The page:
The Progression Of Emphysema May Be Slowed By Aspirin
New findings presented at the 2015 American Thoracic Society International Conference suggest that the progression of emphysema could be slowed by aspirin.
"Other than smoking cessation and avoidance, there are no known methods for reducing the risk of developing emphysema," researcher Carrie Aaron of the Columbia University Medical Center in New York said in a statement. "In our large general population sample, we found that regular aspirin use (three or more days per week) was associated with a slower progression of percent emphysema on computed tomography (CT) scans over 10 years."
During the study, researchers collected information from over 4,000 participants involved in the Multi-Ethnic Study of Atherosclerosis Lung Study.
The percentage of lung volume with emphysematous features (percent emphysema) was assessed on up to 4 CT scans performed over approximately 10 years of follow-up. Spirometry, a measure of expiratory airflow, was performed in 81 percent of study subjects, according to Medical Xpress.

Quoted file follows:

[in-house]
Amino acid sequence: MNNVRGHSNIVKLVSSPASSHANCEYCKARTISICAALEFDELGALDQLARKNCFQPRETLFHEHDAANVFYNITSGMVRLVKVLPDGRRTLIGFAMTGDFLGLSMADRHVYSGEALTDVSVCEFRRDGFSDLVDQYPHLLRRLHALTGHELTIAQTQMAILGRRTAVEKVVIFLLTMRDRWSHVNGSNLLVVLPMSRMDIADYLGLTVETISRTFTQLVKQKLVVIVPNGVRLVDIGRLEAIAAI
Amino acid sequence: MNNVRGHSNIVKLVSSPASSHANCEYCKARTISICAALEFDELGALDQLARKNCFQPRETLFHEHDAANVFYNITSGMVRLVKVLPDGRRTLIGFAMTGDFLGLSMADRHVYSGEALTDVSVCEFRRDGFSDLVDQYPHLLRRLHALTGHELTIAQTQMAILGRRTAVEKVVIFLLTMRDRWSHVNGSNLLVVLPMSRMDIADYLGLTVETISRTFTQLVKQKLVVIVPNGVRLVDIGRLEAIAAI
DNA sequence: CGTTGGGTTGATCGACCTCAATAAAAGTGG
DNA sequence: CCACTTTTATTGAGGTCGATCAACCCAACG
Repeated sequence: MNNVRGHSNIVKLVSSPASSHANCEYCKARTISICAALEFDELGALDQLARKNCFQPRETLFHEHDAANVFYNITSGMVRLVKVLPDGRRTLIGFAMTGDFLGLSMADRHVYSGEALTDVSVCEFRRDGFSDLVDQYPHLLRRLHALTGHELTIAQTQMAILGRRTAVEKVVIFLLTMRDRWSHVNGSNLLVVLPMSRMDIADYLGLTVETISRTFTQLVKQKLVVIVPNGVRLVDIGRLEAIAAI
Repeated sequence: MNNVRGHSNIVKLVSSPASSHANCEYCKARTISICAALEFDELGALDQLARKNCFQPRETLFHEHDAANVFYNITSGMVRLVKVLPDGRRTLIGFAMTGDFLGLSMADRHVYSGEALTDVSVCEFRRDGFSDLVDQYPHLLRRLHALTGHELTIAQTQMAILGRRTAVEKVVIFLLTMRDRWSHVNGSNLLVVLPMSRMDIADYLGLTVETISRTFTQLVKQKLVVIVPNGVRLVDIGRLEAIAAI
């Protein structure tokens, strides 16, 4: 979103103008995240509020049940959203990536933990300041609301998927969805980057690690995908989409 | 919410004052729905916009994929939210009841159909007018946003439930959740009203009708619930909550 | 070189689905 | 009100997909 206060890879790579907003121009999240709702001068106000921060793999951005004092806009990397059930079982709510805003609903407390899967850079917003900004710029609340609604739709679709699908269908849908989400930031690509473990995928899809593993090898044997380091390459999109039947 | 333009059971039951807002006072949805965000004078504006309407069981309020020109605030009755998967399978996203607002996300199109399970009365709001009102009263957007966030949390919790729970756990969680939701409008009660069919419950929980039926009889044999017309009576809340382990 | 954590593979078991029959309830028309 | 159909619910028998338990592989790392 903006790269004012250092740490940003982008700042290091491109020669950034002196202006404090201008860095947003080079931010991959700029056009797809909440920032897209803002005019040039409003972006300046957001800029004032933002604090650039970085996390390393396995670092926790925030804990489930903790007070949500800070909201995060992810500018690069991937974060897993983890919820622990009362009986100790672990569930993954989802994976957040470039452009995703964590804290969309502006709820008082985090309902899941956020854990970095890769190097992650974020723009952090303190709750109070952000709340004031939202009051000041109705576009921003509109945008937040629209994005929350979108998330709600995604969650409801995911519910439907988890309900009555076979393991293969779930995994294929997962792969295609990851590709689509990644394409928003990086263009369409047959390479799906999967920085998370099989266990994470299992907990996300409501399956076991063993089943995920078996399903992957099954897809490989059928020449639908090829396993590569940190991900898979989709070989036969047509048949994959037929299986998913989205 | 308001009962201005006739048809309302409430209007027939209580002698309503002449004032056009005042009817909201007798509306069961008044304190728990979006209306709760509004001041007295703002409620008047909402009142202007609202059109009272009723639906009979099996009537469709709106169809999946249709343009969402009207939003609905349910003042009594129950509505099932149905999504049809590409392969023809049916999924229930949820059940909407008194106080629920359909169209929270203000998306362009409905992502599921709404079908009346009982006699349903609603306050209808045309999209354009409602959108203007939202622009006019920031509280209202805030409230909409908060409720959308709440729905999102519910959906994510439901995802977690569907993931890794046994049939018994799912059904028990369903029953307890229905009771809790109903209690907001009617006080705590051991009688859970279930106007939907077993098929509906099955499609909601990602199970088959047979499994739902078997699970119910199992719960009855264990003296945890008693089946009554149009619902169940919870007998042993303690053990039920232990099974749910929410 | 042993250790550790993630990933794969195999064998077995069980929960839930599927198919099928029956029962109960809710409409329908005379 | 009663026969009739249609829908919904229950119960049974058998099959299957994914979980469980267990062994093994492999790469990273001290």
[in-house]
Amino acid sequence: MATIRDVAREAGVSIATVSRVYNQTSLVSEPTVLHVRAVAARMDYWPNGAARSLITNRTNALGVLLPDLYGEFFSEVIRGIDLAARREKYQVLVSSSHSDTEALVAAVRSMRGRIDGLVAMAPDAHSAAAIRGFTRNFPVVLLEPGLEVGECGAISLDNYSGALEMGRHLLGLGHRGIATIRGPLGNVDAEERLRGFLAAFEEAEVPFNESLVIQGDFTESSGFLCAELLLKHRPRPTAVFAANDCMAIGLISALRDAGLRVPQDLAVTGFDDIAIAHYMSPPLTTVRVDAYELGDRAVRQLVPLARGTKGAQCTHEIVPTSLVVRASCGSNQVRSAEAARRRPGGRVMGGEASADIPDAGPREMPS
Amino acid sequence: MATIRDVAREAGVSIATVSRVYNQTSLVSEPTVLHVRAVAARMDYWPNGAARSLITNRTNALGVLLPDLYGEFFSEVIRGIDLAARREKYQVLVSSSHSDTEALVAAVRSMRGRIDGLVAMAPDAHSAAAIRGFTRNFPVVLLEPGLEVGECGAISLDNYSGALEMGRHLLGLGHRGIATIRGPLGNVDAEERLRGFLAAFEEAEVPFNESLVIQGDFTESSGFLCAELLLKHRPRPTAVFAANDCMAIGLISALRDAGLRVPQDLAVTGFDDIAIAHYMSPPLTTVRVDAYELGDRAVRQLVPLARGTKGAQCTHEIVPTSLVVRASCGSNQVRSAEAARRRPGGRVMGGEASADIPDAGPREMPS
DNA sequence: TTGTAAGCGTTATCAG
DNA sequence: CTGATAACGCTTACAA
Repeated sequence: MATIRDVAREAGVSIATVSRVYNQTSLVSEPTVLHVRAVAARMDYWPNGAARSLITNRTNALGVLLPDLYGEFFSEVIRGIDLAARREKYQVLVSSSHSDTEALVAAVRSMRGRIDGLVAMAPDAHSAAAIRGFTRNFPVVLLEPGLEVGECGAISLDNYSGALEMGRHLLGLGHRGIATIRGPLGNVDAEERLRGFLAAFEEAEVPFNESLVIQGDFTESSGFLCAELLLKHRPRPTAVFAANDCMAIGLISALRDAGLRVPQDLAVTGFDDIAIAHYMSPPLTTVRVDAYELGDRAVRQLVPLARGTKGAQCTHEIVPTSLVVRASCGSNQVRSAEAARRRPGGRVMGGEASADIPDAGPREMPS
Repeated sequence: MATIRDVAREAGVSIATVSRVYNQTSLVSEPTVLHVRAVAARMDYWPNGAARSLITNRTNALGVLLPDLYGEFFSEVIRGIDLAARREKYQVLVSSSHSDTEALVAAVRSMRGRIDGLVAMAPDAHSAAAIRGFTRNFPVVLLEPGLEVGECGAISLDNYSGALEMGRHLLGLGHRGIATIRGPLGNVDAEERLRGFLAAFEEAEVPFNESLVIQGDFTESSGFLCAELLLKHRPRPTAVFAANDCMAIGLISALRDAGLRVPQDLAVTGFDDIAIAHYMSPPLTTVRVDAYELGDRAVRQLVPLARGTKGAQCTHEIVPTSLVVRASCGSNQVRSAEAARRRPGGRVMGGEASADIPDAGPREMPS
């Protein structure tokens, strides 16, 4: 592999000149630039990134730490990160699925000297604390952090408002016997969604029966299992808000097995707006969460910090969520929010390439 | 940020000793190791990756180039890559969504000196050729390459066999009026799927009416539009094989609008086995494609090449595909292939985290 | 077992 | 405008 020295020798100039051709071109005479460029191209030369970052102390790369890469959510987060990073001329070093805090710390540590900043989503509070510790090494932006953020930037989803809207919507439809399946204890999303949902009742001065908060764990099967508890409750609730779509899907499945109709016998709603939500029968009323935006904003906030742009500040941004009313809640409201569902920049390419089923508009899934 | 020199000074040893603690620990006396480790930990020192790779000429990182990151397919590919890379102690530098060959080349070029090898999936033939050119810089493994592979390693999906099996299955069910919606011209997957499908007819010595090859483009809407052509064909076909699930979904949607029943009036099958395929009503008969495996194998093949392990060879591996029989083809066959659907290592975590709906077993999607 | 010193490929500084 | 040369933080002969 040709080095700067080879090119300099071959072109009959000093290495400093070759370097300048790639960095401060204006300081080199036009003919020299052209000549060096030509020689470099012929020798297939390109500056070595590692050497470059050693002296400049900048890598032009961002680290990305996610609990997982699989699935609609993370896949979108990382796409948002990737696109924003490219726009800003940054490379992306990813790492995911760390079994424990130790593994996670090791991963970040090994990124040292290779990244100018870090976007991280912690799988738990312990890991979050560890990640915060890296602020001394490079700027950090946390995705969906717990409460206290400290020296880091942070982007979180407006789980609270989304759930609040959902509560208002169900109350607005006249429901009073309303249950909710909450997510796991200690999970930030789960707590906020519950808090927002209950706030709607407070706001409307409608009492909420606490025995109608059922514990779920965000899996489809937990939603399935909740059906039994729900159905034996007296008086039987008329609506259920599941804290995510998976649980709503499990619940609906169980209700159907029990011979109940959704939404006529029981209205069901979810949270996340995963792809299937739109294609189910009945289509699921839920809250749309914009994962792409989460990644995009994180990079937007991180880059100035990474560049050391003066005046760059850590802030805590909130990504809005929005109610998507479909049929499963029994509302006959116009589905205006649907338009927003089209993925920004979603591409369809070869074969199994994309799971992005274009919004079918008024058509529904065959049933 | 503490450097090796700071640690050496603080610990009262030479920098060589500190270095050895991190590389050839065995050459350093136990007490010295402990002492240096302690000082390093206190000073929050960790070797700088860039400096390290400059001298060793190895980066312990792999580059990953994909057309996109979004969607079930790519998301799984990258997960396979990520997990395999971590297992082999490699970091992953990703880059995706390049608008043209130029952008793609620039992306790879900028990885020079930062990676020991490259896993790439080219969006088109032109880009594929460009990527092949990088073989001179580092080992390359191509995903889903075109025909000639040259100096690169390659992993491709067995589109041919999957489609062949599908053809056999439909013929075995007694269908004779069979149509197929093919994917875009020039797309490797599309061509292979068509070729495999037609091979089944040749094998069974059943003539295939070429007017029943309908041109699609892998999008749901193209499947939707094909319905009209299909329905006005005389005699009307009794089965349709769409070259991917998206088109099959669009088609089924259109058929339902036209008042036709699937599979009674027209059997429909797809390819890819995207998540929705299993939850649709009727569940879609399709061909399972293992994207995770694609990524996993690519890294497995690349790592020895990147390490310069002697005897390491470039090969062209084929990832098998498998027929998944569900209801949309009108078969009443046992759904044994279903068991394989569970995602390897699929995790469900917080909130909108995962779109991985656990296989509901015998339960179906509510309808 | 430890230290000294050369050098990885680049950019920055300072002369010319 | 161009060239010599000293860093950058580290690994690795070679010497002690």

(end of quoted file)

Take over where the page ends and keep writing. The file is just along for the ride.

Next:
Researchers found that about 21 percent of the subjects used aspirin regularly, while another 55 percent were ever-smokers. From there, 25 percent of those with spirometry had results that indicated airflow obstruction. The analysis showed regular aspirin use that was associated with a significantly slower progression of percent emphysema over ten years when compared to those who did not use aspirin.
"Our study found that persons taking aspirin regularly had a slower progression of emphysema over 10 years compared to those who did not, and that this difference was not explained by many factors that we believe affect progression of emphysema." said Dr. Aaron. "The findings might suggest that regular aspirin use may slow the progression of subclinical emphysema, perhaps through effects on platelet activation or inflammation."